"Some evacuees saw a liability in what had been their lives’ great expenditure – glittering gold-capped teeth – and began to cover their mouth when they smiled."
"Terrebonne’s predicament was an intensified version of a classic American dilemma: the belief that ghettoizing a disadvantaged population is morally wrong, joined to the conviction that the disadvantaged population might be a lot happier in the next county."
The Bicycle Diaries - Is it possible to live in America without a car? Uh, sort of. By Bill Gifford: "As I approached the Kmart cash registers in this early visit, metal cleats clicking on the linoleum tile, the cashier girls stopped comparing their incarcerated boyfriends and stared. Then they looked away. One studied her nails, while the other concentrated on scanning the plunger and counting change. This, I'd come to recognize, was The Silence, the awkward, get-this-over-with tension that often accompanied transactions where one party is clad head-to-toe in stretch synthetics that might not smell so great. I paid, grabbed the plunger, and click-clacked out the automatic sliding doors, to everyone's relief. And as I pedaled away, I realized that bike clothes aren't merely ugly, to normal people: They're transgressive."
Nobody Bikes in L.A. - But they'd be a lot happier if they did. By Andy Bowers:: "Although I had actually been a bike commuter in other cities (most notably during three years in London), it never occurred to me to try it when I returned to L.A. (this despite the fact that there may be no major city in the world with a climate as perfect for bike commuting as ours—warm winters; moderate, dry summers; alarmingly little rain). Since cycling to work is such an aberration here, I found the idea both exhilarating and pleasingly subversive."
- Castello (mild, cow's milk blue)
- A mild, young, California cheddar
- (both of which to go with rather bland but nicely textured local Fuji apples)
- Valdeon, a cabrales-like but younger (creamier) cow-goat blue from Spain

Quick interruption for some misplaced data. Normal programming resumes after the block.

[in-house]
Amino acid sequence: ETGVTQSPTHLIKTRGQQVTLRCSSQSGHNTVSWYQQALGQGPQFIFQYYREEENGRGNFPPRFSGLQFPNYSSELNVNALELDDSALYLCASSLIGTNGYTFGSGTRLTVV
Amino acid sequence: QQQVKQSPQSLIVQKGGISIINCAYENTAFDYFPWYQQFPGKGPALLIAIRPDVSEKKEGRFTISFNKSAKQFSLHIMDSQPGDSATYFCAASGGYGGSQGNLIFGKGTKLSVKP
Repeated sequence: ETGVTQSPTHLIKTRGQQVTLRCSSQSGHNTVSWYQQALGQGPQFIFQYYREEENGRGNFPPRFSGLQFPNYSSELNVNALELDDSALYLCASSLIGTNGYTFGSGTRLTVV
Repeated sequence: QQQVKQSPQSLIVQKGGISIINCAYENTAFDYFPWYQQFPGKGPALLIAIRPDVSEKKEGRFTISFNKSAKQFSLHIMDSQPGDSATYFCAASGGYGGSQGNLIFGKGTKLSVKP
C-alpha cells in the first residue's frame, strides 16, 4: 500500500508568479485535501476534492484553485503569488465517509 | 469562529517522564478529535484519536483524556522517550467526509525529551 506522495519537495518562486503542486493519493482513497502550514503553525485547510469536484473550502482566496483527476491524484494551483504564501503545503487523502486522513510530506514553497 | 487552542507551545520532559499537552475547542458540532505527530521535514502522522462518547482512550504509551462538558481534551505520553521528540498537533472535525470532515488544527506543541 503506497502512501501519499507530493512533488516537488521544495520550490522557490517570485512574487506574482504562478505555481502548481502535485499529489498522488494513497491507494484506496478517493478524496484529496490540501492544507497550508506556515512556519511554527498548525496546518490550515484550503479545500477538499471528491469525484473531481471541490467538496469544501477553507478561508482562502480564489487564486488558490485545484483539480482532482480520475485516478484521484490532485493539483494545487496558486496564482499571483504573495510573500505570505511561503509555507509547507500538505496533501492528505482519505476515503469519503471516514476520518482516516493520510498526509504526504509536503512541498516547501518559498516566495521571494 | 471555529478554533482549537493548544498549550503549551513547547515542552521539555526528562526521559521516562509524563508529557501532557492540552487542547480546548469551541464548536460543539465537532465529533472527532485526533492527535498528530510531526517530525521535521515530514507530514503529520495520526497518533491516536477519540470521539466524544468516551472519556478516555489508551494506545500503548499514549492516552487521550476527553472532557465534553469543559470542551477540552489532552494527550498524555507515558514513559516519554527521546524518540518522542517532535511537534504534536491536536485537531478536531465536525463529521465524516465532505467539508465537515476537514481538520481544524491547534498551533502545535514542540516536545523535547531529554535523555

- A few slices each of jamón Serrano and prosciutto di Parma, to compare and more intimately understand both.
- Sungold cherry tomatoes (the last of them for months! They are generally not commercially available because like satsumas they are very easily damaged once picked.)
- peanut butter cookies I made the other day
- And of course, australian wine in a can!
- carne enchilada (chile-crusted skirt steak), sweet potato roasted and mashed with bacon and shallots.
- orzo with chicken, onion, and zucchini
- whole wheat pasta with meatless balls (it tastes the same – if you close your eyes)
- curry fried rice (nasi goreng if I serve with a fried egg)
I thought for sure I had posted this previously, but I seem to have been wrong. This is one of my favorite soups, especially with a nice crusty bread like ciabatta or a baguette. The first time I made it, I thought it would just be ok – nothing to invite someone over to share, just a nice rustic meal for myself. I was quite wrong and now have shared it several times, and everyone else has quite enjoyed it. Unfortunately, this is a vegan recipe so I am always sure to use at least some chicken stock. Fuck vegans!
From the excellent cookbook Italia in Cucina from McRae books srl.
- 1½ cups lentils (I use the big green kind, but any, from French green to brown to red would do nicely. Experiement!)
- 1 medium onion, chopped finely
- 2 small carrots, diced
- 2 stalks celery, thinly sliced
- 1 bay leaf
- 2 cloves garlic, whole or finely chopped
- A few fresh sage leaves, chopped
- A heap of chopped fresh rosemary
- salt and pepper to taste
- olive oil
Put the lentils in a bowl and cover with cold water to about 1¼ in above the lentils. Soak for an hour or two. Drain the lentils and place in a saucepan with the onion, carrots, celer;y, bay leaf, and garlic. Add enough cold water and chicken stock to cover to about 2 in above the level of the lentils. Cover, and cook over low heat for about 45 minutes.
Discard the bay leaf, add the sage and rosemary, and continue cooking, still covered and over low heat, for another 5–10 minutes. At this point, the lentils should be very soft and will begin to disintegrate. add salt and pepper to taste, drizzle with the oil, and serve.